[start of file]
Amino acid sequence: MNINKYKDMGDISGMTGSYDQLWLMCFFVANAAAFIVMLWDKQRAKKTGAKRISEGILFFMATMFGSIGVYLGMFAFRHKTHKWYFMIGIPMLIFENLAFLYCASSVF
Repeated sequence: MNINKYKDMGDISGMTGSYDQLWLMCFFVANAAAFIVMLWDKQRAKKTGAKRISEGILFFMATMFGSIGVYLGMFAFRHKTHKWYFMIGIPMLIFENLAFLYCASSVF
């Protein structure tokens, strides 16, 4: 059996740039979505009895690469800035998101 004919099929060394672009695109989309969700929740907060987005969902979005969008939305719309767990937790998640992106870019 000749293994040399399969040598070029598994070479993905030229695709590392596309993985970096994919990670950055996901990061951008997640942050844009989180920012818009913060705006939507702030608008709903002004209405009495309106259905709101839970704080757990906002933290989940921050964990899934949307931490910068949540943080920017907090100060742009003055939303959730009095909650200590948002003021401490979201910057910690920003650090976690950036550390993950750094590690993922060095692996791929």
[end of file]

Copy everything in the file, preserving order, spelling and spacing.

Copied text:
Amino acid sequence: MNINKYKDMGDISGMTGSYDQLWLMCFFVANAAAFIVMLWDKQRAKKTGAKRISEGILFFMATMFGSIGVYLGMFAFRHKTHKWYFMIGIPMLIFENLAFLYCASSVF
Repeated sequence: MNINKYKDMGDISGMTGSYDQLWLMCFFVANAAAFIVMLWDKQRAKKTGAKRISEGILFFMATMFGSIGVYLGMFAFRHKTHKWYFMIGIPMLIFENLAFLYCASSVF
């Protein structure tokens, strides 16, 4: 059996740039979505009895690469800035998101 004919099929060394672009695109989309969700929740907060987005969902979005969008939305719309767990937790998640992106870019 000749293994040399399969040598070029598994070479993905030229695709590392596309993985970096994919990670950055996901990061951008997640942050844009989180920012818009913060705006939507702030608008709903002004209405009495309106259905709101839970704080757990906002933290989940921050964990899934949307931490910068949540943080920017907090100060742009003055939303959730009095909650200590948002003021401490979201910057910690920003650090976690950036550390993950750094590690993922060095692996791929």